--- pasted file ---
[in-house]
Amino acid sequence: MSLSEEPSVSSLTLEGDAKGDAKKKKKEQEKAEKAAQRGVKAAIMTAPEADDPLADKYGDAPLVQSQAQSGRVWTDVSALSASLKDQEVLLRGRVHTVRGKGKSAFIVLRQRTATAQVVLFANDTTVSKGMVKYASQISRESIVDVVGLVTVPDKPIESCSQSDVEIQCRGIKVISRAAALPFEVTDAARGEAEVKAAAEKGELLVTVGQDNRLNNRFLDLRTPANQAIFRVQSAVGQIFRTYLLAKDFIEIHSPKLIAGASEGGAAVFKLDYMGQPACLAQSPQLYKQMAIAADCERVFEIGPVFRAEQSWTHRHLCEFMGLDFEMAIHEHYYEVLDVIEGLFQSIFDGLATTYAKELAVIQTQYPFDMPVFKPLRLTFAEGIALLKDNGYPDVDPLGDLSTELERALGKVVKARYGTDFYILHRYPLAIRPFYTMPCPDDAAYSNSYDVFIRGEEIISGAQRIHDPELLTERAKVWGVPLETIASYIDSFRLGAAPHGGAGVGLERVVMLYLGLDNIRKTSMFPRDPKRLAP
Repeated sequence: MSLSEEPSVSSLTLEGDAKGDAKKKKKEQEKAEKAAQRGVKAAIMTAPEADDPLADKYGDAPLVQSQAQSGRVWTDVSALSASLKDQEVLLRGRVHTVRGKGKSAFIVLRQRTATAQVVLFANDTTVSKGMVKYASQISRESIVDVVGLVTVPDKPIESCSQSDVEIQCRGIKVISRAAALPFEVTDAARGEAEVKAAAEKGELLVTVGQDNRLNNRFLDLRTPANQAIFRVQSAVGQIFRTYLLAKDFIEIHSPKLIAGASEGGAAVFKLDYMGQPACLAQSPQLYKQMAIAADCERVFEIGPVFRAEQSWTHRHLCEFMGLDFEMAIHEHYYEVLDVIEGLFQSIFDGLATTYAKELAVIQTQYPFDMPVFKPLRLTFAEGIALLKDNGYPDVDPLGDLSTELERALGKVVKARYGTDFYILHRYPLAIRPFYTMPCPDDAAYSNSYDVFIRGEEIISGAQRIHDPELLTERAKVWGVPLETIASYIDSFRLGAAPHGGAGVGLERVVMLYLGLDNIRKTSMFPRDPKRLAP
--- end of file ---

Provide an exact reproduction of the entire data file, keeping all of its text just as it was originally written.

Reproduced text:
[in-house]
Amino acid sequence: MSLSEEPSVSSLTLEGDAKGDAKKKKKEQEKAEKAAQRGVKAAIMTAPEADDPLADKYGDAPLVQSQAQSGRVWTDVSALSASLKDQEVLLRGRVHTVRGKGKSAFIVLRQRTATAQVVLFANDTTVSKGMVKYASQISRESIVDVVGLVTVPDKPIESCSQSDVEIQCRGIKVISRAAALPFEVTDAARGEAEVKAAAEKGELLVTVGQDNRLNNRFLDLRTPANQAIFRVQSAVGQIFRTYLLAKDFIEIHSPKLIAGASEGGAAVFKLDYMGQPACLAQSPQLYKQMAIAADCERVFEIGPVFRAEQSWTHRHLCEFMGLDFEMAIHEHYYEVLDVIEGLFQSIFDGLATTYAKELAVIQTQYPFDMPVFKPLRLTFAEGIALLKDNGYPDVDPLGDLSTELERALGKVVKARYGTDFYILHRYPLAIRPFYTMPCPDDAAYSNSYDVFIRGEEIISGAQRIHDPELLTERAKVWGVPLETIASYIDSFRLGAAPHGGAGVGLERVVMLYLGLDNIRKTSMFPRDPKRLAP
Repeated sequence: MSLSEEPSVSSLTLEGDAKGDAKKKKKEQEKAEKAAQRGVKAAIMTAPEADDPLADKYGDAPLVQSQAQSGRVWTDVSALSASLKDQEVLLRGRVHTVRGKGKSAFIVLRQRTATAQVVLFANDTTVSKGMVKYASQISRESIVDVVGLVTVPDKPIESCSQSDVEIQCRGIKVISRAAALPFEVTDAARGEAEVKAAAEKGELLVTVGQDNRLNNRFLDLRTPANQAIFRVQSAVGQIFRTYLLAKDFIEIHSPKLIAGASEGGAAVFKLDYMGQPACLAQSPQLYKQMAIAADCERVFEIGPVFRAEQSWTHRHLCEFMGLDFEMAIHEHYYEVLDVIEGLFQSIFDGLATTYAKELAVIQTQYPFDMPVFKPLRLTFAEGIALLKDNGYPDVDPLGDLSTELERALGKVVKARYGTDFYILHRYPLAIRPFYTMPCPDDAAYSNSYDVFIRGEEIISGAQRIHDPELLTERAKVWGVPLETIASYIDSFRLGAAPHGGAGVGLERVVMLYLGLDNIRKTSMFPRDPKRLAP